Adolf Hitler owned a bunker disguised as a mansion in the middle of Los Angeles, California. It was built during the 1930s, by a group of his Hollywood sympathizers. Hitler’s mansion was never occupied by him, although those who designed it hoped he would live there if he ever had a reason to flee Germany. The place, still unfinished, was raided by police after the attack on Pearl Harbor in 1941, and was abandoned. Blueprints show a 40,000 square foot mansion with walls over 1’ thick and concrete ceilings 2’ thick and included a 400,000 gallon water tank. These days it remains abandoned, covered in graffiti and is visited only by those who are willing to hike the mile and a half and walk up 500 steps to reach the area where it is hidden in an out-of-the way nature preserve off Sunset Boulevard. There are a number of famous nearby neighbors including Steven Spielberg.

6. Secret Apartment at Eiffel Tower

The designer of the Eiffel Tower, Gustav Eiffel, included a secret apartment at the top of the landmark for his personal use. He used it whenever he needed to get away from the hustle and bustle of his daily life. The apartment has been restored, sits directly above the public observation deck and can be viewed from there. Thomas Edison was among the few esteemed guests who visited Eiffel there.

7. What a Red Door Means

Seeing a red door on somebody’s home can have different meanings, depending on where you were standing.

In Scotland it is customary for homeowners to paint their front door red when they have finished paying their mortgage, while in the United States, during colonial times, it meant that weary travelers could stop safely at that house for a much needed rest.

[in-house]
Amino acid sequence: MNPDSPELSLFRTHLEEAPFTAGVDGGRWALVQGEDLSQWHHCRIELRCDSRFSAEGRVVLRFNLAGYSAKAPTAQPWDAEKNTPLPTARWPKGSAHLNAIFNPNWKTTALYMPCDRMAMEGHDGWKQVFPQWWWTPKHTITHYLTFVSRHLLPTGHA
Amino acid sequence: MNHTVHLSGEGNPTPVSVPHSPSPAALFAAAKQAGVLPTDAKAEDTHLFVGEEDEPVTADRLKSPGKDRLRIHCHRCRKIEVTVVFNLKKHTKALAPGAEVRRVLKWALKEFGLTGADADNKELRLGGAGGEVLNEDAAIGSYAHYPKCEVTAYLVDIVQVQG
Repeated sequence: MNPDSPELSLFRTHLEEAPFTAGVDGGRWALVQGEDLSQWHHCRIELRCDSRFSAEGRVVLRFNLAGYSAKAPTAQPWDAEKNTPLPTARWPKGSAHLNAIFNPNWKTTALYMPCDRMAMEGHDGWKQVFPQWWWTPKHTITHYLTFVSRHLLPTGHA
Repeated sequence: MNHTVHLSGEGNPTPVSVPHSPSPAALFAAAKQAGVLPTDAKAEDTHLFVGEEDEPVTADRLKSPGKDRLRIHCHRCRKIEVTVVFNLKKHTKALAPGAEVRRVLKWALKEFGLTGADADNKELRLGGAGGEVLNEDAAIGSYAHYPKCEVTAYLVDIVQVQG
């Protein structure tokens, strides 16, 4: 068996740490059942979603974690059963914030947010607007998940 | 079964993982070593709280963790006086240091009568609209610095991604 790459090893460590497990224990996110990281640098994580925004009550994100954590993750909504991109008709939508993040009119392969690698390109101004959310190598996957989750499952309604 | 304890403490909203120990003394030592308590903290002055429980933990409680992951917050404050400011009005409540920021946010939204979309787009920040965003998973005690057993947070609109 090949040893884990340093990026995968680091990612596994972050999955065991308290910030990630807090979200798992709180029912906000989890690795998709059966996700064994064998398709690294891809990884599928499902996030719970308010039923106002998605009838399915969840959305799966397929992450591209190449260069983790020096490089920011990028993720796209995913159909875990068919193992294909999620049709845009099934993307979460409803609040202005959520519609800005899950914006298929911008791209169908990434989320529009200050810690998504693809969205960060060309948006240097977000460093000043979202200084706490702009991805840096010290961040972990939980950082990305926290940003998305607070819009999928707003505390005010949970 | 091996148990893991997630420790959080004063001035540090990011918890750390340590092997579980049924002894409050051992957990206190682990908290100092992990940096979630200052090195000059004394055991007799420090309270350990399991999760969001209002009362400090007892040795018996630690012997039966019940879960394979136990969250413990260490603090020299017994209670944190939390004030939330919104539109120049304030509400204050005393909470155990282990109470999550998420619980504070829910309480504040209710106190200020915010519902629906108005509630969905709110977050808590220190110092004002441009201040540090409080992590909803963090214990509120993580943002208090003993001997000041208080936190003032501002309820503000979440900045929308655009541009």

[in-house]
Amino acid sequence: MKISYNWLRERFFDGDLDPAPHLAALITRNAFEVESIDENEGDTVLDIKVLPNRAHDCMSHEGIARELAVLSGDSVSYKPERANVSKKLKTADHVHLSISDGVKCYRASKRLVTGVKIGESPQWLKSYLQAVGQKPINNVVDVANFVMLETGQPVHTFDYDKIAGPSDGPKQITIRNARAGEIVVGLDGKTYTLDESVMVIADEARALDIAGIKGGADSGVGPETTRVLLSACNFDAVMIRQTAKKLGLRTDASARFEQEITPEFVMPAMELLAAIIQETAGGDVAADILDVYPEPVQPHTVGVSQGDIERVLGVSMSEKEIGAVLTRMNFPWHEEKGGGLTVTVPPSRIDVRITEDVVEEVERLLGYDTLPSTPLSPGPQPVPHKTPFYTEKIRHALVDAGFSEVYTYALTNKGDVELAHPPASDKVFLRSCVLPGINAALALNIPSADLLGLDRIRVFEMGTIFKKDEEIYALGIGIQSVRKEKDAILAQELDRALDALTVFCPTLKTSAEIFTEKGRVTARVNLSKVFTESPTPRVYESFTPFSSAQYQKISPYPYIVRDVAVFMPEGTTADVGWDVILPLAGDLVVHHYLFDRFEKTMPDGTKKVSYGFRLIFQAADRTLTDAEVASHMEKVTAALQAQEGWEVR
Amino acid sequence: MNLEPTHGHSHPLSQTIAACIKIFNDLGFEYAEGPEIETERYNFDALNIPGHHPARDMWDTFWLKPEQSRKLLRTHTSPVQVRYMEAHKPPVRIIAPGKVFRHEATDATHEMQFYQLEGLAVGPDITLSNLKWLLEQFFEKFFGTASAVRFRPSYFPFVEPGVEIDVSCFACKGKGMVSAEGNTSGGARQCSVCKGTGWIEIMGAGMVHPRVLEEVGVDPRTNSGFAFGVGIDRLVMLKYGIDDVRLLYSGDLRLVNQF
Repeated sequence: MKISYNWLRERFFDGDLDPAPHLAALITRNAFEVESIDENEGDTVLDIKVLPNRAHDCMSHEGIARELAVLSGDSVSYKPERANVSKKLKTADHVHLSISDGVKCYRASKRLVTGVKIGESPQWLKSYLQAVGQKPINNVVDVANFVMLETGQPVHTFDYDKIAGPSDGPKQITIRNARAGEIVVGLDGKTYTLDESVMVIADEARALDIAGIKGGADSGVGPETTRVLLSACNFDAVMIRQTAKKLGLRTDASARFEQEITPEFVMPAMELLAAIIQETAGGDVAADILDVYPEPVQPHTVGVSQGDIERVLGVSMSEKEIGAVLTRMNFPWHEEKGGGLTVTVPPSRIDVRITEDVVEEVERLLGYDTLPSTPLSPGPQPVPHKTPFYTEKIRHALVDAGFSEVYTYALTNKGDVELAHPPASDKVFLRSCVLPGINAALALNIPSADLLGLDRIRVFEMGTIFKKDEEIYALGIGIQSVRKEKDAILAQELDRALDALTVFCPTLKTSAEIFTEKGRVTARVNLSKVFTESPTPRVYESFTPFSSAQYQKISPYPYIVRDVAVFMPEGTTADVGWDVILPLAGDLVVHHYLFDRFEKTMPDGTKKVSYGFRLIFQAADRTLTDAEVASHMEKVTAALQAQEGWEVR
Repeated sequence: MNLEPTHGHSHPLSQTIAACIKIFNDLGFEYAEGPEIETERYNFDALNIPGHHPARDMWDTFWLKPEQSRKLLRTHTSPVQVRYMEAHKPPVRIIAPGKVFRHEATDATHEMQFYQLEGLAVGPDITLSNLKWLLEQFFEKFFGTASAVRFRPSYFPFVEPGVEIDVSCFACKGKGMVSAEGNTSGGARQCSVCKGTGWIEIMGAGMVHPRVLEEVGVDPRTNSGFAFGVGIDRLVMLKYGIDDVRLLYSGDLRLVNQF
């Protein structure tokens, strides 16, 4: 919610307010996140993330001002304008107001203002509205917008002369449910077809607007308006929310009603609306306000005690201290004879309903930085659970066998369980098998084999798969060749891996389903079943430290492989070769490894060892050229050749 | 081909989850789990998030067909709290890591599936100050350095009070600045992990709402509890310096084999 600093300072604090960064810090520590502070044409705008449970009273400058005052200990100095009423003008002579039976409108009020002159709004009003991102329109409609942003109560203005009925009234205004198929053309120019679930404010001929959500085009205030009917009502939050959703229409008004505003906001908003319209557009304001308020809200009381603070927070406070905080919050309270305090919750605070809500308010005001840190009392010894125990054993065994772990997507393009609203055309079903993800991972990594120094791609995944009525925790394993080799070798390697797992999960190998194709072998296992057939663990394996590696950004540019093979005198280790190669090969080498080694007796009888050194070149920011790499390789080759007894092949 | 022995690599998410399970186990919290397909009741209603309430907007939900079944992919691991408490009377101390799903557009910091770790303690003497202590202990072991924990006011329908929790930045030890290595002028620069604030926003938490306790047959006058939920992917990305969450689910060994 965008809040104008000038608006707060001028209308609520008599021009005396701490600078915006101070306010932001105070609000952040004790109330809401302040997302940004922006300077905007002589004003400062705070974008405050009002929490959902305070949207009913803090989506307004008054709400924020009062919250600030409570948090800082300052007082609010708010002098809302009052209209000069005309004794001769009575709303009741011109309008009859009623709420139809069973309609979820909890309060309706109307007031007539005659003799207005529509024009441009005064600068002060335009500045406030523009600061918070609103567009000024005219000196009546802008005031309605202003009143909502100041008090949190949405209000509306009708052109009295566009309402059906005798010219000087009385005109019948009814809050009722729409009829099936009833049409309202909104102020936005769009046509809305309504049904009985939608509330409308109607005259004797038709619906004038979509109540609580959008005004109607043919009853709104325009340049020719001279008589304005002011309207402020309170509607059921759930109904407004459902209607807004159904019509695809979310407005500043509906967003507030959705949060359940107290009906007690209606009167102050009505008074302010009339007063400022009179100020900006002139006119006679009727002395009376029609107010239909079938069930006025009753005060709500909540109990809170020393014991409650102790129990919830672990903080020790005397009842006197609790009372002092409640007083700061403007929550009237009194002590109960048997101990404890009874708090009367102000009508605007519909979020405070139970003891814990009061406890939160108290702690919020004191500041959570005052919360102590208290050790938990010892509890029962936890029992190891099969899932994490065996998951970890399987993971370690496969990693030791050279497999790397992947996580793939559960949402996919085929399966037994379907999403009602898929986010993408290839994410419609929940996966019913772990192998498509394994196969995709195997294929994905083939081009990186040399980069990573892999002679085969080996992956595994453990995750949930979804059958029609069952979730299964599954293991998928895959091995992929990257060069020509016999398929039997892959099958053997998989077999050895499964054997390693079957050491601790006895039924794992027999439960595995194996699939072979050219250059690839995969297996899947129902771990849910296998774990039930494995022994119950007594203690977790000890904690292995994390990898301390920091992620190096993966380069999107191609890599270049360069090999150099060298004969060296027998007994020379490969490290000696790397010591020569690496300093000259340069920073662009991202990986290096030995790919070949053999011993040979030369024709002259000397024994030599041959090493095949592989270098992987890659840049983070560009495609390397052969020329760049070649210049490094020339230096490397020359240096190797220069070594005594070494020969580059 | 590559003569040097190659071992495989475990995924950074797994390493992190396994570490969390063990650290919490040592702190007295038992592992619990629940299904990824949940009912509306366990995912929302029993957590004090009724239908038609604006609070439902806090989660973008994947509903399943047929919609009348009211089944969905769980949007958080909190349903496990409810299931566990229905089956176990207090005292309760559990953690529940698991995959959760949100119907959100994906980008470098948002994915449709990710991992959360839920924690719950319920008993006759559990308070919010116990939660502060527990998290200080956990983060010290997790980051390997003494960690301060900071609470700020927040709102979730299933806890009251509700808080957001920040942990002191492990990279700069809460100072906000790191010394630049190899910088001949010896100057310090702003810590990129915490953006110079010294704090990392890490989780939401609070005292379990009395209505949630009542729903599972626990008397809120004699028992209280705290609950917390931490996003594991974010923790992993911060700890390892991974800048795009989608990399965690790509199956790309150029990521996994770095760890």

8. New York City’s Central Park has a land area of 843 acres with estimated value of $512,626,276,800.

Yes, that would be $512.6 BILLION – only $608.1 million per acre!

9. The Federal Government owns about 50% of the land in the Western U.S. and less than 5% in the Eastern half.

10. Half of all the privately owned land in Scotland is owned by 432 people.

11. Times Square occupies only 0.1% of New York City’s total land area yet creates approximately 11% of the city’s economic output and 10% of its jobs!

12. Trinity Church (located on New York City’s Wall Street) owns 14 acres of Manhattan real estate.

Originally gifted 215 acres by Queen Anne of England in 1705, this Episcopalian church estimated the value of its assets at over $2 billion… in 2013! Other sources show an estimated net income of $38 million from its real estate holdings in 2011. That makes it the wealthiest individual parish in the world.

13. The great Egyptian pyramids are essentially a suburb of its capital city, Cairo.

14. Kyle McDonald started with one red paperclip.

A year later, he had traded his way up to owning a 2-story farmhouse in Saskatchewan, Canada! You can read the Wikipedia synopsis here:

https://en.wikipedia.org/wiki/One_red_paperclip

15. Alaska is simultaneously the northernmost, westernmost and easternmost state in the United States.

Northernmost and westernmost make sense, but easternmost? Well, the 180th meridian separates the eastern hemisphere from the western hemisphere of the world. Semisopochnoi Island (Russian for “having seven hills”) is an uninhabited island (except for millions of seabirds!) of the Aleutian Island chain (part of Alaska!) and approximately 10 miles beyond the 180th meridian making it the easternmost point of the United States. And just 71 miles east of Semisopochnoi Island is Amatignak Island, the westernmost point of the United States!

16. Homeowners or renters in Missouri cannot make anybody under 21 take out the trash if it includes empty alcoholic beverage containers.